The University of San Francisco recently rolled out NFC-enabled campus card credentials using Ingersoll Rand’s aptiQmobile web-based credential services and multi-technology readers.
Photo credit: (Photo courtesy Ingersoll Rand)
CARMEL, Ind., Sept. 4, 2012– Ingersoll Rand Security Technologies today announced that Kathy Gallagher, Villanova director of card services, and Jason Rossi, University of San Francisco (USF) director of one card and campus security systems, will reveal how they have successfully rolled-out near field communication (NFC)-enabled campus card credentials at their respective campuses using Ingersoll Rand’s aptiQmobile web-based credential services and multi-technology readers with the CS Gold campus card system from CBORD. The panel discussion will be held Tuesday, September 11 at 11:00 am in Meeting Room PCC 103-B, just off the ASIS main floor. It will be moderated by Jeremy Earles, Ingersoll Rand product marketing manager for readers and credentials, who will discuss market trends and how business professionals, from high rise facility mangers to corporate security professionals, can also leverage NFC in the same way.
Villanova has learned that using smart phones as badges saves time that can be better spent on other issues. Assigning the credential to the students’ smart phones takes less work than printing and delivering a badge. If a phone is lost or broken, a new ID can be reissued to the new phone without even having the students come to their office.
“Today’s students are so technologically advanced that it is second nature for them to put everything on their phones and, most of the time, it’s already in their hands while walking across campus,” explains Gallagher. “We want to provide our students the utmost in security, convenience and flexibility through the technology we offer. It’s easier for students to use an app on their phone versus digging for their card.”
CBORD’s CS Gold, the one-card system in use at both schools, fully supports NFC credentials and seamlessly integrates with the aptiQmobile web service, so the credential download process is easy. Students download the aptiQmobile application from the iPhone App Store to install One Card credentials to their phones. To use the credentials, they simply open the app and present the phone to the reader. Access and spending are quick, easy, and secure.
“We want our use of Near Field Communications to enhance the USF One Card experience on many levels, which is why we introduced it for both door access and laundry payment,” said Jason Rossi, Director of One Card and Campus Security Systems, University of San Francisco. “Our students have embraced it, telling us they prefer the convenience of their iPhones to digging for their One Cards. This convenience is important to us, but equally important is the security of using their existing contactless credentials, keeping our transactions secure. The combination makes for a first-rate experience for our students and our staff.”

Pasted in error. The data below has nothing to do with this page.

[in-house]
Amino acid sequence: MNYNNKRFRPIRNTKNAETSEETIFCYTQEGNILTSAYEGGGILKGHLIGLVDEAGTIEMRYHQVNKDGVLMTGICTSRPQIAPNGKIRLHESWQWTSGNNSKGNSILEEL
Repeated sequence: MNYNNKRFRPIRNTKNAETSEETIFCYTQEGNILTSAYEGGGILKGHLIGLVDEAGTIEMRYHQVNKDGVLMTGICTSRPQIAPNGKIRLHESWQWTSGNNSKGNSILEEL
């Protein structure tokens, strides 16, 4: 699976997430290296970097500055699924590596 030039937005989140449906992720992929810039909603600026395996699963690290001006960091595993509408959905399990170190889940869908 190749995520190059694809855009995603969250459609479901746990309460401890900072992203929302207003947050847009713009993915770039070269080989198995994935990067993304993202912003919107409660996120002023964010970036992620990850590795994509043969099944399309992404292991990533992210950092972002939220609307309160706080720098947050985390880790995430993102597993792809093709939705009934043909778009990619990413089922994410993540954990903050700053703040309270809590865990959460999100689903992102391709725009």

“An added benefit of the aptiQmobile NFC solution is that the organization may not need to change out their locks to use it when it becomes commercially available,” adds Earles. “If smart-enabled Schlage AD-Series locks or Ingersoll Rand smart readers are already installed, it’s simply a matter of downloading the credentials to the students’ phones and they are ready to go. If non-smart access technology is being used, multi-technology readers can be installed to help ease into the transition by reading both the ID badges and the smart phones.”
“Villanova University and the University of San Francisco are forward-thinking institutions that continue to push the envelope in terms of the one-card services they offer their campus communities,” says Max Steinhardt, president, The CBORD Group, Inc. “This panel discussion at ASIS promises to be educational and enlightening, giving two real-world successful case studies of NFC on college campuses. We thank Kathy and Jason for sharing their stories and we look forward to continuing our work with them on these and other exciting projects.”
In the United States, more than 40 million phones are expected to be NFC-enabled by the end of 2012 and according to a report by Market Research, nearly half of all mobile phones will be NFC enabled by 2016.
To attend the panel discussion, those ASIS attendees interested in how NFC can impact their organizations should simply get to Room PCC 103-B by 11:00am Tuesday, September 11.